September is just around the corner and with it the promise of cooler days and nights on the horizon. Since I grew up in the northeast, this season always brought warm memories of the harvest on our farm, color changes in the forest and so many great smells from apples to spices to rotting leaves. In Florida, these changes are usually much less dramatic, but there are some benefits to being in a warmer climate and some ways to bring that fall feel to your yard.

Plant while others are harvesting

Fall is harvest time in much of the country, but September is the main season for planting in Florida. As for vegetables, we have a wide variety of plants to grow for the winter harvest with cabbage, cabbage, radish, beets, broccoli, cauliflower, carrots, and more that will thrive. In fact, it’s not too late to press another round of cucumber or summer squash. You can find great vegetable gardening tips in the Florida Vegetable Gardening Guide online at

The autumn weather is great in the landscape too, making for less stressful temperatures for trees, shrubs and perennials in the garden. Remember that anything new to be planted needs to be kept moist for the first few months after planting. This is especially important as the weather can dry up at this time of year. An important step is to consider the concept of the right plant / place and adapt the needs of the plant to the characteristics of your garden. Stay away from plants that won’t survive the colder months to come.

Bring the fall to Florida

Autumn has a certain aesthetic in our minds and originally coming from the northeast, I miss the dramatic color changes in the landscape and all the sights and smells that the season offers. We can try to bring a bit of this to our Florida gardens, however.

Chrysanthemums, often abbreviated as “mums,” can be added either in containers or in the ground to create some yellows, oranges, and reds and are actually quite good in our climate. Marigolds are another year of similar bloom. Think about combining these with other annual and perennial plants in this warm color palette. Some of my favorites for this are ornamental grasses, with their shape that remind me of cultivated plants, and then Coleus, which come in a wide variety of colors. Ornamental cabbage and cabbage also make for great texture and color. For the fall color of the trees, consider maple, amber, Shumard oak, or baldcypress.

It’s too late to start growing pumpkins now, so wait until next year to start producing your own. Keep in mind that they also rot quickly in our climate, so consider dried or fake pumpkins for longer periods of time.

Lawn care in autumn

Your lawn may look a little worn out after a wet, stressful summer. Fall usually brings respite from some problems, but others can thrive. You can fertilize your lawn with a complete fertilizer in September, but a soil test is recommended to make sure it is necessary. Do not apply any more until mid-April and keep away from any combination products made from “weeds and feed”. Use a pre-emergence herbicide in early October if you’re struggling with winter weeds like annual bluegrass.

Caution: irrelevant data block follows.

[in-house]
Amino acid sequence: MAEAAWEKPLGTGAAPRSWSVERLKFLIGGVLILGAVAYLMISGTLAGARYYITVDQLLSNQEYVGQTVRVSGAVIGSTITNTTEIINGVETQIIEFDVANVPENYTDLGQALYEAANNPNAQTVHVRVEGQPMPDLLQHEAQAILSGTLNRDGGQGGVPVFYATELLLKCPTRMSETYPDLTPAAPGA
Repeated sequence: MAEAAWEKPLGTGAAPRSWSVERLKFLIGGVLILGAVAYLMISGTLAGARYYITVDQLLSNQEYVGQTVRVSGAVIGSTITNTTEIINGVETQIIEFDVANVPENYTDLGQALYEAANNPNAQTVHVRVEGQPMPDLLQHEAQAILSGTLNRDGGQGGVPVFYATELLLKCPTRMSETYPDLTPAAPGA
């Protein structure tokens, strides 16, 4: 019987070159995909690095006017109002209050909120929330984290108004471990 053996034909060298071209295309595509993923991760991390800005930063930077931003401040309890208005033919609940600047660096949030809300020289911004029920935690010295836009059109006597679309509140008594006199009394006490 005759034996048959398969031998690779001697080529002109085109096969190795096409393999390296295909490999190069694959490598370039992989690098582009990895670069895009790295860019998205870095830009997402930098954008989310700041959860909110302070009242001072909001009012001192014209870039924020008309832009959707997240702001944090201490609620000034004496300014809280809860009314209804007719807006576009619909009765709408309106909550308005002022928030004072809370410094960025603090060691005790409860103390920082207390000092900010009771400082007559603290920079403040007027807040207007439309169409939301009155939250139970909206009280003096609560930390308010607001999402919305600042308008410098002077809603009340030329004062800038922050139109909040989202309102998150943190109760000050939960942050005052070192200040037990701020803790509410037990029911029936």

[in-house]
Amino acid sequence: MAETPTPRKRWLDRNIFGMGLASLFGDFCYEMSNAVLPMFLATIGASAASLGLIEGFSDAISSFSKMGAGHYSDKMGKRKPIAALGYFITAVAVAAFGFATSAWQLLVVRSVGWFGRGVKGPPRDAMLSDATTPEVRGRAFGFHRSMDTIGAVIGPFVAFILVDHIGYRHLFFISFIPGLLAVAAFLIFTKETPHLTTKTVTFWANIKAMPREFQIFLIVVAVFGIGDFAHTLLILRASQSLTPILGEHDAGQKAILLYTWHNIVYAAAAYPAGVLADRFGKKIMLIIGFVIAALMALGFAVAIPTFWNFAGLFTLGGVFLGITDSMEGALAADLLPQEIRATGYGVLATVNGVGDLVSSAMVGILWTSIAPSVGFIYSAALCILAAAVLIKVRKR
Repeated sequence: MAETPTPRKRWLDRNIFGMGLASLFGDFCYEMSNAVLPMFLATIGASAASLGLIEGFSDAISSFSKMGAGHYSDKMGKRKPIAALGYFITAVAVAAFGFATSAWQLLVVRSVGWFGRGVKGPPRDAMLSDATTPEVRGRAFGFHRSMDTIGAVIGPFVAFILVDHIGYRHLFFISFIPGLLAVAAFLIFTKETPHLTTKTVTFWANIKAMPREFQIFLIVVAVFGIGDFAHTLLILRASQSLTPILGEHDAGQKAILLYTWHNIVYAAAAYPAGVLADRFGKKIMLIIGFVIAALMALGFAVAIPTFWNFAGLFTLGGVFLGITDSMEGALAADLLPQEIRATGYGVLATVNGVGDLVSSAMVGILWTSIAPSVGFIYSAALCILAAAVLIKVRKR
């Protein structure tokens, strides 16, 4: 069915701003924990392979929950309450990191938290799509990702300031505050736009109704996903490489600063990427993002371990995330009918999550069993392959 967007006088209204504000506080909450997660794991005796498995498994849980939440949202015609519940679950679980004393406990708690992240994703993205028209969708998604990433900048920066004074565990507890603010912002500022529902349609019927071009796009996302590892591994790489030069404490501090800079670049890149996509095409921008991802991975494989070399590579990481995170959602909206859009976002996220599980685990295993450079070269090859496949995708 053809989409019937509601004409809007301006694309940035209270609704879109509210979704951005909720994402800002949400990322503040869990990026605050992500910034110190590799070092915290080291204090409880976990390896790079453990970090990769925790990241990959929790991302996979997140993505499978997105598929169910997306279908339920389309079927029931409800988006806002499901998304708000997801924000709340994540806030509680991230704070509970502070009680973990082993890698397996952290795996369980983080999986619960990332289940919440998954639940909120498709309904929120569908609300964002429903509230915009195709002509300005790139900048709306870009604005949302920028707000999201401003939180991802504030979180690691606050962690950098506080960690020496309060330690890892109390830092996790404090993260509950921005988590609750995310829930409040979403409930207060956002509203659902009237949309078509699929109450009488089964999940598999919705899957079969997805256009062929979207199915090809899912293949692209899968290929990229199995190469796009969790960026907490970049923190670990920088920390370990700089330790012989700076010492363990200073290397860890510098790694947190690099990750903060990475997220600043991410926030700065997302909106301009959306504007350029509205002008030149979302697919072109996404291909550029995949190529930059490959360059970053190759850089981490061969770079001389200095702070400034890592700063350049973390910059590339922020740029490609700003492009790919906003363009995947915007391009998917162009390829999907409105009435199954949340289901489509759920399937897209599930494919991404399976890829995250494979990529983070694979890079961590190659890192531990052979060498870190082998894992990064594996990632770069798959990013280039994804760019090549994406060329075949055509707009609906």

For insects and diseases, tropical sward and chinchbugs are still active in the fall, so look for damage and pests. Diseases that thrive in the fall are large spots, brown spots, and root rot. If you need help diagnosing any of these problems, contact your local UF / IFAS expansion office. Make sure you know the root cause of the lawn problem before applying an insecticide or fungicide.

Plants in September

Vegetables: Rocket, beans, beets, broccoli, cabbage, carrots, cauliflower, cabbage, cucumber, endive / escarole, garlic, kale, kohlrabi, leek, lettuce, mustard, nasturtium, onion, radish, summer squash and chard.

Herbs: Anise, basil, bay leaf, borage, chervil, dill, ginger, horehound, marjoram, Mexican tarragon, mint, parsley, sage, rosemary and thyme.

Yearbooks: Angelonia, Coleus, Crossandra, Foxglove, Marigold, Melampodium, Spurge, Moss Rose (Portulaca), New Guinea Impatiens, Pentas, Ornamental Peppers, Petunia, Torenia, Vinca, Wax Begonia and Zinnia. Start with seeds of alyssum, marigold, dianthus, hollyhock, ornamental cabbage, pansy, snapdragon, and viola.

Perennials: African Iris, Blue Drowsiness, Chrysanthemums, Firebush, Fire Sting, Peacock Ginger, Pentas, Plectranthus, Russelia, Perennial Salvias, and Walking Iris.

Onions, tubers, rhizomes or tubers: Amaryllis, Aztec Lily, Calla Lily, Elephant Ears, Grape Hyacinth, Iris, Leopard Lily, Narcissus, Snowflake, Watsonia and Zephyr Lily.

Wayne Hobbs is an environmental horticultural consultant for Clay County.